Digital Analysis Unit

ISD’s Digital Analysis Unit is dedicated to better understanding how extremist and hate groups use technology.

The rise of social media has revolutionised the activities of extremist groups and hate actors. Working with strategic technology partners, ISD’s team of analysts use data analytics, natural language processing, OSINT techniques and rigorous ethnographic research to develop a real-time understanding of extremist networks, movements and narratives online.

The Digital Analysis Unit has the most advanced open source online data analytics, risk identification and evaluation capabilities available in the counter-extremism and disinformation fields. We are able to analyse specific types of hate and extremist speech and content online, with methodological rigour and transparency. We can detect instances of the covert manipulation of content, identities and behaviours to spread false information or to mislead the public. We can map the scale of extremist or disinformation networks across platforms and audiences.

We use these insights to help policymakers and tech companies craft informed policy responses to hate and disinformation, and to help communities mount responses at the local level.

ISD’s Digital Analysis Unit

Our Hate Mapper allows us to identify hateful, polarising and divisive discourse and geo-locate online posts to state, county or city level. This provides granular insights to local practitioners, enabling them to target their responses.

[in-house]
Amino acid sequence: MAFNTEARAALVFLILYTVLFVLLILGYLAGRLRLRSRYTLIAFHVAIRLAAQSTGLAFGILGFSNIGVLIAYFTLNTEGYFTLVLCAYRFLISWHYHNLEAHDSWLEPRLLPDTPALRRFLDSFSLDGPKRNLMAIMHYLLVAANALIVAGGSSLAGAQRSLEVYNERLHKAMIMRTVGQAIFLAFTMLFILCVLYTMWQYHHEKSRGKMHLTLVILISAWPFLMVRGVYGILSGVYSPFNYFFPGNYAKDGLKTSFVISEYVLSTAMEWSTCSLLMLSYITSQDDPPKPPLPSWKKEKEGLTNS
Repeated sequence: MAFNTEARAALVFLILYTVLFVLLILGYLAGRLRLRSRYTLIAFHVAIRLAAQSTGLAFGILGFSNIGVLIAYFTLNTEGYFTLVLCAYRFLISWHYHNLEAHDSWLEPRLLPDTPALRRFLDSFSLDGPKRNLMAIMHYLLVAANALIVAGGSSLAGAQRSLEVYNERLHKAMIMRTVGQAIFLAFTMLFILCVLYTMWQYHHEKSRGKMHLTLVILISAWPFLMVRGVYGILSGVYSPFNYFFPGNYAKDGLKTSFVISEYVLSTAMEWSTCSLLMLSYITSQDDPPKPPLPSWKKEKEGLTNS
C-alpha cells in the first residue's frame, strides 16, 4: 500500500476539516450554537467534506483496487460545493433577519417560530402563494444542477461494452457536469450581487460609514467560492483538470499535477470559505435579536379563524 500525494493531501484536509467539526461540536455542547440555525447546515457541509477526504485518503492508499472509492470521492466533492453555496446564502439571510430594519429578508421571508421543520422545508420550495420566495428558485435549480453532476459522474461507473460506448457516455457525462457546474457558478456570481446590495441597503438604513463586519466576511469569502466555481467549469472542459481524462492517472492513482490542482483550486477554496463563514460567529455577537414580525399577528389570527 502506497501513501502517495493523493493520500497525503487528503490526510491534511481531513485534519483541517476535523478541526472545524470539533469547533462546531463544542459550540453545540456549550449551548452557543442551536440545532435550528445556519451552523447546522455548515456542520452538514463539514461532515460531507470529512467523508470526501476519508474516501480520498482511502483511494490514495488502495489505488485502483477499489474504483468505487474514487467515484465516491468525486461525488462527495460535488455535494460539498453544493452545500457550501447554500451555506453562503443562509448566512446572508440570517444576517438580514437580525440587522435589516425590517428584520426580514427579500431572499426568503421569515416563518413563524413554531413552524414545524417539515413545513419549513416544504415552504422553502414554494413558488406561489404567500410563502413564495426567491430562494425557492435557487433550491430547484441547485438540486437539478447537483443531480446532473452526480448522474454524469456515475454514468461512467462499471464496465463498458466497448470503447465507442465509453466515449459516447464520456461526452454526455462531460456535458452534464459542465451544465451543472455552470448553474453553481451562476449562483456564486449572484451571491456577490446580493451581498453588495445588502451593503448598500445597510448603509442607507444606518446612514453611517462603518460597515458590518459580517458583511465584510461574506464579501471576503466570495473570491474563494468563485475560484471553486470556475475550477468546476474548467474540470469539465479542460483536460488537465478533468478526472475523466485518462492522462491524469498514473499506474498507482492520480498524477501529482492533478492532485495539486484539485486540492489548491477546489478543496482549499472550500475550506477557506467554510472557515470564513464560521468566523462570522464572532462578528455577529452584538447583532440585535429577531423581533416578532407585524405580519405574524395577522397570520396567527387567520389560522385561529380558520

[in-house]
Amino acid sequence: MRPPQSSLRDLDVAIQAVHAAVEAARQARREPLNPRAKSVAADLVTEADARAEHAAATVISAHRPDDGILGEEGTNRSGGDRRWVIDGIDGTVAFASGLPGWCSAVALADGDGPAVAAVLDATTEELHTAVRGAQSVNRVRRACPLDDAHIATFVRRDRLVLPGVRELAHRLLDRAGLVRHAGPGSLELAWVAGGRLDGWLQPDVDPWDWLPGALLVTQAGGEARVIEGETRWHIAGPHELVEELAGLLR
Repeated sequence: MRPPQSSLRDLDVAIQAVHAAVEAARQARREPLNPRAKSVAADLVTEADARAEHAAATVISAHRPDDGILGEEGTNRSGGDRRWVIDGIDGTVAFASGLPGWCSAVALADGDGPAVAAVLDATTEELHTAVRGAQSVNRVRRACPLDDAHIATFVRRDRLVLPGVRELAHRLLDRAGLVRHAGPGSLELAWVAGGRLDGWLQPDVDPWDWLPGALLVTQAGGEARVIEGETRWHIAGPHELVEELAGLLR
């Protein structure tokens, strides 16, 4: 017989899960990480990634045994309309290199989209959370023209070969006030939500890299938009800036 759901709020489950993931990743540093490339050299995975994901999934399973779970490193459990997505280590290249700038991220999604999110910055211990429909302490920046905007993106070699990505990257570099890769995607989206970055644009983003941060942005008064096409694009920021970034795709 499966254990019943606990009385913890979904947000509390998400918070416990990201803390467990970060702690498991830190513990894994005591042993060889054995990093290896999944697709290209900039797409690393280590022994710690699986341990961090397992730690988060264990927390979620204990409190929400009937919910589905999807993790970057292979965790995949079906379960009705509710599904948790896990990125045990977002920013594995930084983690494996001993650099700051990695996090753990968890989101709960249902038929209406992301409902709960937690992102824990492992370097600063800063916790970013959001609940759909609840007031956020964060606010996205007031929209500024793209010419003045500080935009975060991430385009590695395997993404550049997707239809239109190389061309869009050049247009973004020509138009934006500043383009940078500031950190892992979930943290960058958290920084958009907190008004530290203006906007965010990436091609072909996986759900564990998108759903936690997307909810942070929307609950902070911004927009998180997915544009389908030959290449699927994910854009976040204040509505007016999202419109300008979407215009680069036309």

Our strategic partnership with CASM Technology blends our subject-matter expertise with advanced and evolving technology, ensuring we can understand and adapt to new platforms and technologies as they emerge.

Our award-winning capability for detecting and countering information threats, Beam, combines cutting-edge analytics with deep understanding of our issue areas, and is being deployed in an ever-expanding array of geographies, languages, and technical contexts.

Our combination of data analytics, OSINT and ethnographic research approaches allows us to better understand how bad actors leverage social media and online communications to recruit and spread propaganda and disinformation online.

Our work on elections leverages the Digital Analysis Unit’s analysis and approach to understand threats to democracy and human rights from disinformation and online manipulation targeting democratic processes and outcomes.

Francesca Arcostanzo
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Francesca Arcostanzo

Director of Digital Analysis Unit

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Francesca Arcostanzo
Francesca Arcostanzo

Director of Digital Analysis Unit